Her Campus Logo Her Campus Logo
Wellness > Sex + Relationships

Mommy? Sorry. Mommy?: A Gen Z’s Thoughts on Marriage and Motherhood

The opinions expressed in this article are the writer’s own and do not reflect the views of Her Campus.
This article is written by a student writer from the Her Campus at Duke chapter.

For the past 12,000 years or so that patriarchal societies have existed, the conception of the ideal woman has revolved around the fulfillment of two primary functions: mother and wife. While traditional gender roles have been transgressed in the modern era as the result of several waves of feminism, economic shifts that have placed an impetus on dual-earner households, and women surpassing men in college enrollment, expectations for women still remain the same. It’s essentially as if we’re being told, “Yes, you can earn a PhD and run a company now, but when are you settling down and popping out some babies?” 

As I recently had my twentieth birthday and am now in the process of planning out the next ten years of my life, I’ve found myself coming into contact with the above question more and more. . .   I’m not sure how to answer it because of how it invokes a massive conflict between the liberated, career-oriented woman that I’m becoming and the happy homemaker that I’ve been trained to be since birth. In the sections below, I will elaborate on this ideological battle being waged inside of me.

Marriage: I Do or I Don’t?

Every girl has been looking forward to her wedding day her entire life: church bells. A designer white dress that you won’t ever be able to fit into again. Your friends and family gazing upon you in awe as your dad, in a rare public display of emotion, tearfully walks you down the aisle. A passionate kiss at the altar with the man (for straight and many bi women) you’re legally and spiritually bound to forever. Your single bridesmaids clamoring for the bouquet. An unforgettable honeymoon in a tropical location. To quote Lizzy McGuire, this moment is “what dreams are made of.”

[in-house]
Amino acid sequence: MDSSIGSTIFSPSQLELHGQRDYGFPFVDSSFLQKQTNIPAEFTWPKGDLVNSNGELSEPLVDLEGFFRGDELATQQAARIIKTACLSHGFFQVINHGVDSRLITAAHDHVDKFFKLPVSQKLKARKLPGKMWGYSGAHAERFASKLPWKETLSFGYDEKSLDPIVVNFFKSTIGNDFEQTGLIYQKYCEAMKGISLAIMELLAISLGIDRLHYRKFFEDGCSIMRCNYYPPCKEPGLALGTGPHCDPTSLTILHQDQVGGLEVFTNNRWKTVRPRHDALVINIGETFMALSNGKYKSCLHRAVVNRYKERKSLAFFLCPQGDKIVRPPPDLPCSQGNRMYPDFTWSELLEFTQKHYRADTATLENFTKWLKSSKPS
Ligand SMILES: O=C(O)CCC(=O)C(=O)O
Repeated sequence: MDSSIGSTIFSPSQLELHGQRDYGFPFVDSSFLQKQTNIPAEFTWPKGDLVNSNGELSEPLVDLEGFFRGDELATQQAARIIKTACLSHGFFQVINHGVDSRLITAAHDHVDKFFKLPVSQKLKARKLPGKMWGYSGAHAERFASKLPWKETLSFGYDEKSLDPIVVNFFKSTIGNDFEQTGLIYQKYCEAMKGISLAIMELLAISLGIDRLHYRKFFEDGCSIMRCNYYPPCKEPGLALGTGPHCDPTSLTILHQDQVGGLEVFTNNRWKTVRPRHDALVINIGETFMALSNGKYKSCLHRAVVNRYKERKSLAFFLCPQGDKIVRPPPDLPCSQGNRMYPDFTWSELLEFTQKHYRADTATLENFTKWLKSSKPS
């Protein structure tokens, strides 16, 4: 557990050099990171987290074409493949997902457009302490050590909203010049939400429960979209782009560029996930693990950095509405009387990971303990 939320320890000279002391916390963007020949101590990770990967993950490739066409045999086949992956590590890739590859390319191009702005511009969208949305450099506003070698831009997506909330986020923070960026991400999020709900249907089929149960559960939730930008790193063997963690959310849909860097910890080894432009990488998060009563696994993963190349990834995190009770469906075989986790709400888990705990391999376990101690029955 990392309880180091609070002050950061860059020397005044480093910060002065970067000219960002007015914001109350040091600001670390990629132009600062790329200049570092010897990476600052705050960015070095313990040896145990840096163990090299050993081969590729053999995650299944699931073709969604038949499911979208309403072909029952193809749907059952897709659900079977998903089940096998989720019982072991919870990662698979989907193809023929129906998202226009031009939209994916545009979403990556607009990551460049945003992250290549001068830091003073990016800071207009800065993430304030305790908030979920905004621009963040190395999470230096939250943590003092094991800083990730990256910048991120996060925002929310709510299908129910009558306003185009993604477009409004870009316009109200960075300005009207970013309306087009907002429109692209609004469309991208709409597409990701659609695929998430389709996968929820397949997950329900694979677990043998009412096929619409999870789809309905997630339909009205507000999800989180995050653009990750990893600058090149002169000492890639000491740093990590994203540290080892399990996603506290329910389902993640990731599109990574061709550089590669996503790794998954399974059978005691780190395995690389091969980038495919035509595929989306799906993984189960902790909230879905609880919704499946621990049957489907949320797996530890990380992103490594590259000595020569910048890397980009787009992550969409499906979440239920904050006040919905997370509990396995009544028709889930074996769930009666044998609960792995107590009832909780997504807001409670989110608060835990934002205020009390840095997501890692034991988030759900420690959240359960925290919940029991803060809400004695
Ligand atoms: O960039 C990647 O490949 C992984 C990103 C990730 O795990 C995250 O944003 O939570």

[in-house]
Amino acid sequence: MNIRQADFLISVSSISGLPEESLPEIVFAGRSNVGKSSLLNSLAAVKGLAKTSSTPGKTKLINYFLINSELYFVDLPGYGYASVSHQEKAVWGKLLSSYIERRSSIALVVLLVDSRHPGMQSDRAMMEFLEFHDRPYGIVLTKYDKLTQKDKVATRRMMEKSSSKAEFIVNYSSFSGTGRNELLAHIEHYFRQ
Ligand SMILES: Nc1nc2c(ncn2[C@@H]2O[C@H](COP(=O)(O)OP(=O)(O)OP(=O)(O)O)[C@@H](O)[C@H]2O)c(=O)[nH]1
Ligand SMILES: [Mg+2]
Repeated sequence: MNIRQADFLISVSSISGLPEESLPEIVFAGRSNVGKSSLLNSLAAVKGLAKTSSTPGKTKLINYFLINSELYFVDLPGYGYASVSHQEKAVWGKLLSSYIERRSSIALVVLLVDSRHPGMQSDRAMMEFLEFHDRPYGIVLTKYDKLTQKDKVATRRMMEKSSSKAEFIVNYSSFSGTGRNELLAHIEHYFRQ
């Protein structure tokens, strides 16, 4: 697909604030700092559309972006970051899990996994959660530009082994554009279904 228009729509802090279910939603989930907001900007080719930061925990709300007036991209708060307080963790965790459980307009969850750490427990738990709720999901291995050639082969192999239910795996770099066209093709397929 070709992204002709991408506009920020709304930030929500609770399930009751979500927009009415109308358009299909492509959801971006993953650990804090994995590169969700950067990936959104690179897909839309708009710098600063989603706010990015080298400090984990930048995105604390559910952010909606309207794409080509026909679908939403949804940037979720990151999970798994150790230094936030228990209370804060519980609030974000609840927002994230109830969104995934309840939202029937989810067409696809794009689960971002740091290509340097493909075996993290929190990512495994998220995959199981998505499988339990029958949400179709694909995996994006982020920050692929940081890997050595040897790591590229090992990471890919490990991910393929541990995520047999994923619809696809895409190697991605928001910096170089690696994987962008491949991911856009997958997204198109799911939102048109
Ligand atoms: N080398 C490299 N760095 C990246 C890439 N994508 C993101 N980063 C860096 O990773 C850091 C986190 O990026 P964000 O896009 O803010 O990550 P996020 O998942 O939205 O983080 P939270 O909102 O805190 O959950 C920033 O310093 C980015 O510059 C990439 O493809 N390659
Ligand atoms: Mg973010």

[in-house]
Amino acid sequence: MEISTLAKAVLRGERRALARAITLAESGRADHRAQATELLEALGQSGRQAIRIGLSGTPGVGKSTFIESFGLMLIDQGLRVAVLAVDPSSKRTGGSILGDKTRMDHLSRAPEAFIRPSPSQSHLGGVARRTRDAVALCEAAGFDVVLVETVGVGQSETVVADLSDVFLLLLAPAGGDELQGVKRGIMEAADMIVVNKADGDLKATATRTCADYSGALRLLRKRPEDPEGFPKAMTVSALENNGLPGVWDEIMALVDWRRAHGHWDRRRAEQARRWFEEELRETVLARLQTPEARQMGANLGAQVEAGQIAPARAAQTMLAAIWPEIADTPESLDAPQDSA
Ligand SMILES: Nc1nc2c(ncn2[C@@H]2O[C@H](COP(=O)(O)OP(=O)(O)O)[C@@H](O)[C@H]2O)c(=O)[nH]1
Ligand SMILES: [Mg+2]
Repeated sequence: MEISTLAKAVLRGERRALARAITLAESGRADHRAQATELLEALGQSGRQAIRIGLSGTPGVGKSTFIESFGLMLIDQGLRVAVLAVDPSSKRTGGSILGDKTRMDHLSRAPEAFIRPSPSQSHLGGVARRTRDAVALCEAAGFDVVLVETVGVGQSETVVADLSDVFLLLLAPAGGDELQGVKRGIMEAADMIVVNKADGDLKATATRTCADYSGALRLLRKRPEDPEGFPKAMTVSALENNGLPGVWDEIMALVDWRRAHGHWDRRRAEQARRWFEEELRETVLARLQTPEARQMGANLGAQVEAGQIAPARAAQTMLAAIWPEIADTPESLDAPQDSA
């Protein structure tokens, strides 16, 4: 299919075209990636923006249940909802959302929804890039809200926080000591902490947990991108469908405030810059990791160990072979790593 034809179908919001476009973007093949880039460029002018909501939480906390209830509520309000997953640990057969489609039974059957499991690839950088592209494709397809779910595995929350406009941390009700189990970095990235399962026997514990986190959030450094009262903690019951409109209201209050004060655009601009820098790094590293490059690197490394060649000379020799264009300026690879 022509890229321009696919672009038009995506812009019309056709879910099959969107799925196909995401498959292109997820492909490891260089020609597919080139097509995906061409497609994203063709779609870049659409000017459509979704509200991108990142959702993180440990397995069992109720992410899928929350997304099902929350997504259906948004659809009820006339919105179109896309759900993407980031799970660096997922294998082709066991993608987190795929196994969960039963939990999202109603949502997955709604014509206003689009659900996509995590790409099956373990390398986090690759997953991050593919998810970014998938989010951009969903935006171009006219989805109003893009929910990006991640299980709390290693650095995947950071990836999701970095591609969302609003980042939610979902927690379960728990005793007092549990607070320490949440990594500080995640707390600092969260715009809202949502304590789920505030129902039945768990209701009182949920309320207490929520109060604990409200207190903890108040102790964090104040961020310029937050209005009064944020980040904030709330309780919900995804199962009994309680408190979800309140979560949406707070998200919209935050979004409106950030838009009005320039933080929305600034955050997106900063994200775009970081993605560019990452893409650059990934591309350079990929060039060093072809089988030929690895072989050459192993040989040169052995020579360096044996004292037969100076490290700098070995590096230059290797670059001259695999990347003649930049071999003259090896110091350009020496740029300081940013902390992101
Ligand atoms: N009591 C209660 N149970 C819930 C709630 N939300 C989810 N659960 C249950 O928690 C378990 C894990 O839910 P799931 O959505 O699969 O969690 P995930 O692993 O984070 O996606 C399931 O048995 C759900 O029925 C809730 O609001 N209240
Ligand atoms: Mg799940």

In spite of my own doubts about marriage as an institution, I still would like to get married someday. I’m a hopeless romantic down to my core and subscribe to the notion (against my better judgment) that there is a person on this earth for me who I’m destined to be with forever. And, regardless of whether that’s true, I still deeply value companionship and intimacy and want to share my life with someone. 

With all of this being said, there are aspects about marriage that I find troubling–like the fact that not all marriages are guaranteed to work out. What terrifies me is the prospect of falling in love with someone and finding out after tying the knot (and moving in together, possibly relocating to a new area and switching jobs, having kids, merging financial assets, etc.) that we’re actually not a great match. There’s no way of forseeing once you get married that you and your partner will last and thus making such drastic life decisions together could not only be in vain, but it could also set you back if you part ways. 

Another concern about marriage that I have is evidenced by the multitude of studies conducted in various countries that suggest that 1) single, childless women are the happiest demographic and have higher life expectancies than married women and 2) that women initiate two-thirds of all divorces. This data makes me wonder, primarily, how happy I can be as a woman in a partnership with a man when the nature of heterosexual marriages in a patriarchal society is such that I would be expected to put the most into it yet would benefit the least. It’s also leading me to consider other tough provocations, such as: what sorts of conversations do I need to have with my future husband to ensure equity in terms of emotional support, decision-making, and division of responsibilities? How can I assert myself as an equal partner rather than acquiescing to a subservient position? How can I retain my own identity instead of becoming reduced to just “so-and-so’s wife?” Even though these questions are geared towards facilitating my happiness in a marriage, I’m trying to keep them in mind as I navigate the dating world so that I can find a boyfriend who is open to the kind of relationship dynamic I seek.